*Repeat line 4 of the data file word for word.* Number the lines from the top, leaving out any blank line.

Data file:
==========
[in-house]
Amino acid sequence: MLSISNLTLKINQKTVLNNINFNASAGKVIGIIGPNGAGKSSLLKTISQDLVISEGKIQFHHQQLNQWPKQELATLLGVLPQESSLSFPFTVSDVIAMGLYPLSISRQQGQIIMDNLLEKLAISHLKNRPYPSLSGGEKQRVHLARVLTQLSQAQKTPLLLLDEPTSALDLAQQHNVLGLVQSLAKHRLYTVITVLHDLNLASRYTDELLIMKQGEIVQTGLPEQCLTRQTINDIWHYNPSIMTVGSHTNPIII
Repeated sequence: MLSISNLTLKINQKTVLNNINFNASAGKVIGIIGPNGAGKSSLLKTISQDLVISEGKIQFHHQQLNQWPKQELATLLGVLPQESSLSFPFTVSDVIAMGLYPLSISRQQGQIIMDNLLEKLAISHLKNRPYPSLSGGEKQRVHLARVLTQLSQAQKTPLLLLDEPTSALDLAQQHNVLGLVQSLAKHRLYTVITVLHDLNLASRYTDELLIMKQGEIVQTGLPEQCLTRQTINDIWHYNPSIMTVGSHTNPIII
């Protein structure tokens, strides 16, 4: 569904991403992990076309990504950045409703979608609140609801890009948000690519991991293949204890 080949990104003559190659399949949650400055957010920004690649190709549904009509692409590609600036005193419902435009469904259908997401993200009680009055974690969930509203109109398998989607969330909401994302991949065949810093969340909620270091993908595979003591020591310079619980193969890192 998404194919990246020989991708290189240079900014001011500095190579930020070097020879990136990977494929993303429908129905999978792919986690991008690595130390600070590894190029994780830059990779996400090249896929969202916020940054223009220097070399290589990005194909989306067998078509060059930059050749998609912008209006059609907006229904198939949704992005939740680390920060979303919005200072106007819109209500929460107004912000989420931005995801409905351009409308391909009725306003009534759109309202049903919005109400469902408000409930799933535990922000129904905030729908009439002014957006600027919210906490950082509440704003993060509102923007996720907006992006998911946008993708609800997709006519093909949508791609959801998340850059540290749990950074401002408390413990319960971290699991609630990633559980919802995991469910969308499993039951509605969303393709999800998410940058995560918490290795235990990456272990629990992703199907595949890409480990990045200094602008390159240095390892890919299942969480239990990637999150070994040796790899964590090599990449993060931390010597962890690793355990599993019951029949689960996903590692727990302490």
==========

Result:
């Protein structure tokens, strides 16, 4: 569904991403992990076309990504950045409703979608609140609801890009948000690519991991293949204890 080949990104003559190659399949949650400055957010920004690649190709549904009509692409590609600036005193419902435009469904259908997401993200009680009055974690969930509203109109398998989607969330909401994302991949065949810093969340909620270091993908595979003591020591310079619980193969890192 998404194919990246020989991708290189240079900014001011500095190579930020070097020879990136990977494929993303429908129905999978792919986690991008690595130390600070590894190029994780830059990779996400090249896929969202916020940054223009220097070399290589990005194909989306067998078509060059930059050749998609912008209006059609907006229904198939949704992005939740680390920060979303919005200072106007819109209500929460107004912000989420931005995801409905351009409308391909009725306003009534759109309202049903919005109400469902408000409930799933535990922000129904905030729908009439002014957006600027919210906490950082509440704003993060509102923007996720907006992006998911946008993708609800997709006519093909949508791609959801998340850059540290749990950074401002408390413990319960971290699991609630990633559980919802995991469910969308499993039951509605969303393709999800998410940058995560918490290795235990990456272990629990992703199907595949890409480990990045200094602008390159240095390892890919299942969480239990990637999150070994040796790899964590090599990449993060931390010597962890690793355990599993019951029949689960996903590692727990302490």